Olivier Rousteing’s brilliant Balmain show on a boat, #balmainsurseine, is surely one of the treasured moments—of youthful energy, defiance, joy, public exhilaration—that will be looked back on again and again. It was a moment (in trivializing fashion-speak), but it’s also there to access permanently on Balmain’s Instagram as a record of how a young, Black French fashion designer raised spirits across the world with his seamless combination of high glam and clenched fists in the Parisian sunshine. The production had effervescence and thrill, showing Rousteing as a character in love with fashion and Paris, conveying him at the center of a generational gang celebrating its beauty, power, and talent. Cleverly, it also honored the heritage of Balmain by placing (and digitally labeling) archival haute couture on the boat. Anderson expanded the potential of how time, and how we occupy it, can lengthen and deepen with the use of social media. He ran a 24-hour series of Instagram Live talks and demonstrations by craftspeople, a sort of online festival in place of what would’ve been a runway show. It was a much richer intellectual and human experience, which of course is open-access globally. What I think we really learned was something about attention span. In the hyperspeed of social media and the onrush of Fashion Weeks, it used to be deemed that everything had to be communicated in a few over-in-a-flash seconds. John Galliano went completely against that with his riveting 50-minute film made with Nick Knight, which captured all the layers of research and development that went into the Maison Margiela Artisanal collection. Instead of a runway show, it became a form of online educational resource, deliberately designed to inspire young people and egg them on to be creative. Yes, there’s still a role for look books, so that everybody can see clothes plainly (though Galliano’s blurry, ethereal one seemed set out to break that convention too.) But now, there’s an equal desire for an explanation—an opportunity for a creative director like Kim Jones to make his relationship with the Ghanaian artist Amoako Boafo visible in a video and interview shot with the artist in his studio in Accra. I don’t think anything like as many of the press would have had time or headspace to pay full attention to discovering Boafo’s work in that video if the hoopla of a physical Dior Men show had taken up the foreground.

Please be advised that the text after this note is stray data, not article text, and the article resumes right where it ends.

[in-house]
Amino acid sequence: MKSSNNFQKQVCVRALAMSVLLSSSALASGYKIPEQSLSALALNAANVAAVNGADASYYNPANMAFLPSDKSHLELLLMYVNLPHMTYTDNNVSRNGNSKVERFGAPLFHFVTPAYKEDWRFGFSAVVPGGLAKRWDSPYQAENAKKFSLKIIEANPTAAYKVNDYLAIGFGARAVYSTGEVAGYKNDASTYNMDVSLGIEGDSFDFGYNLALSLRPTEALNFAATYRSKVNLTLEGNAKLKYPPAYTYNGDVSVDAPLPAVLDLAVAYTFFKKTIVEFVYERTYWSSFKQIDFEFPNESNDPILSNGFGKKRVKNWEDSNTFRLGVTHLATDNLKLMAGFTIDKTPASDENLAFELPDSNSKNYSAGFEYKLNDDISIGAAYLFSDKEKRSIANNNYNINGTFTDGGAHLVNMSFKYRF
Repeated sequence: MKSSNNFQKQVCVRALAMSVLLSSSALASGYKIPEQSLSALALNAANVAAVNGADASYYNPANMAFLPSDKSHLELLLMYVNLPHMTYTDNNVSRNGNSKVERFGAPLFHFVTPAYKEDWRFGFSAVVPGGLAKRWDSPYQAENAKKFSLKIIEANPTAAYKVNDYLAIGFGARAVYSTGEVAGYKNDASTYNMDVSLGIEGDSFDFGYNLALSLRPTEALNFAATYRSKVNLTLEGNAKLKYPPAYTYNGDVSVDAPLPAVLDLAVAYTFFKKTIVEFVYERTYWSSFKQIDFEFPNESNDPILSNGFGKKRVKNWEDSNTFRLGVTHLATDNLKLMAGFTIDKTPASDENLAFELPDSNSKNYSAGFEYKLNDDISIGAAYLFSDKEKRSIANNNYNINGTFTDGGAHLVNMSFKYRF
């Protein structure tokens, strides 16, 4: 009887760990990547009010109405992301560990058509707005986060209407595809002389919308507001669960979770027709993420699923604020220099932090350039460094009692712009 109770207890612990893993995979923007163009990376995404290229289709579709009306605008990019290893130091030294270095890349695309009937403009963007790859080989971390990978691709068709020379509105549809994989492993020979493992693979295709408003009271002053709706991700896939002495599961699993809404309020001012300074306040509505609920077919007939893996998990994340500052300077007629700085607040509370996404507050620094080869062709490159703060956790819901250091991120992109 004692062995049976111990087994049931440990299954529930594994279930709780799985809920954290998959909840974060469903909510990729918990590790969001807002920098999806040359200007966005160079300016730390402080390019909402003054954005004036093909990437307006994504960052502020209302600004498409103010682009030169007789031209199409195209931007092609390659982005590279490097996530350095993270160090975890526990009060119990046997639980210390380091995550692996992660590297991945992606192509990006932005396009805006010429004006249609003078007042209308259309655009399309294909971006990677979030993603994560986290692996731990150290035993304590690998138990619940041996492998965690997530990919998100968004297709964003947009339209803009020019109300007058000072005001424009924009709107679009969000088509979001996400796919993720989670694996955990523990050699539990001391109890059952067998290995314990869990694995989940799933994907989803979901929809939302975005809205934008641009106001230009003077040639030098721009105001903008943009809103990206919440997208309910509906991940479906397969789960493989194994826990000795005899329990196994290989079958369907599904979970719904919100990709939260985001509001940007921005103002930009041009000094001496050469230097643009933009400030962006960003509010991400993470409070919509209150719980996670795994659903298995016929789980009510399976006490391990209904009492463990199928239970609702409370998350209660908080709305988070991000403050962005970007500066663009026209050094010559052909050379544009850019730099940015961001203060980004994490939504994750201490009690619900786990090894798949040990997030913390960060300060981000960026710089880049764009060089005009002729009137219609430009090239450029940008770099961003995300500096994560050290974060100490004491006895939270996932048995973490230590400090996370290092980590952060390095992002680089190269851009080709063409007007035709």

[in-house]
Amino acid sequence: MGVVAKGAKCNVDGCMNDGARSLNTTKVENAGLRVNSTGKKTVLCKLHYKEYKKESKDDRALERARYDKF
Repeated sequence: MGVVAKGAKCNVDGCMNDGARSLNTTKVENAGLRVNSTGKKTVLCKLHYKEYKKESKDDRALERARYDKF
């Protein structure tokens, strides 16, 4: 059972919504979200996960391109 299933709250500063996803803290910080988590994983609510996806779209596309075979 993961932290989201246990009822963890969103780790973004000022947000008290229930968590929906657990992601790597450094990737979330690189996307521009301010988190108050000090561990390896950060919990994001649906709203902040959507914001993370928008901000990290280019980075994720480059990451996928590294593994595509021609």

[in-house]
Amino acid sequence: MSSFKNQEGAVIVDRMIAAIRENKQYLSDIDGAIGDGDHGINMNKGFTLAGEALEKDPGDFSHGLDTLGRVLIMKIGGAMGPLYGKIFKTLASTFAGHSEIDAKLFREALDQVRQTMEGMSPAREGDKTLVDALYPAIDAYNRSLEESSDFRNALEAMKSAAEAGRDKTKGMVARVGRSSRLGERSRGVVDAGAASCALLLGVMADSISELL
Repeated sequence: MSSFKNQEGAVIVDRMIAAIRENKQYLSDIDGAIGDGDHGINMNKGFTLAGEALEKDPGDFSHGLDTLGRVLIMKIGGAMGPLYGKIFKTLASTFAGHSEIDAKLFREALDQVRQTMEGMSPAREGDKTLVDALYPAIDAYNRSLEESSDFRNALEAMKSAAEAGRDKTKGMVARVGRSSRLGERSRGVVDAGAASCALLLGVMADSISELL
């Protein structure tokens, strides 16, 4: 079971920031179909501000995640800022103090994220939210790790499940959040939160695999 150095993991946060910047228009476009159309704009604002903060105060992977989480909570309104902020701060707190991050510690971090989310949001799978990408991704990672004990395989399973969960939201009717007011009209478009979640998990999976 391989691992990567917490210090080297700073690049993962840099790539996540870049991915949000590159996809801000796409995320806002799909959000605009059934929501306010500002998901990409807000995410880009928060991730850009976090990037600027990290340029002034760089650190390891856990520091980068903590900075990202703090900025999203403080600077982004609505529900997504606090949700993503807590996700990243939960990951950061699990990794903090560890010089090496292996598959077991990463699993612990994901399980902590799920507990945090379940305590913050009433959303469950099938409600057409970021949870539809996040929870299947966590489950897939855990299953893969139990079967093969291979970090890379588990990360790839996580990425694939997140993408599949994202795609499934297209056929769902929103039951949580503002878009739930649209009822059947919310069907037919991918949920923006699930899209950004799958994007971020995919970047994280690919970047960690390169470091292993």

Suitable for Women/Men/Girl/Boy, Fashion 3D digital print drawstring hoodies, long sleeve with big pocket front. It’s a good gift for birthday/Christmas and so on, The real color of the item may be slightly different from the pictures shown on website caused by many factors such as brightness of your monitor and light brightness, The print on the item might be slightly different from pictures for different batch productions, There may be 1-2 cm deviation in different sizes, locations, and stretch of fabrics. Size chart is for reference only, there may be a little difference with what you get.
- Material Type: 35% Cotton – 65% Polyester
- Soft material feels great on your skin and very light
- Features pronounced sleeve cuffs, prominent waistband hem and kangaroo pocket fringes
- Taped neck and shoulders for comfort and style
- Print: Dye-sublimation printing, colors won’t fade or peel
- Wash Care: Recommendation Wash it by hand in below 30-degree water, hang to dry in shade, prohibit bleaching, Low Iron if Necessary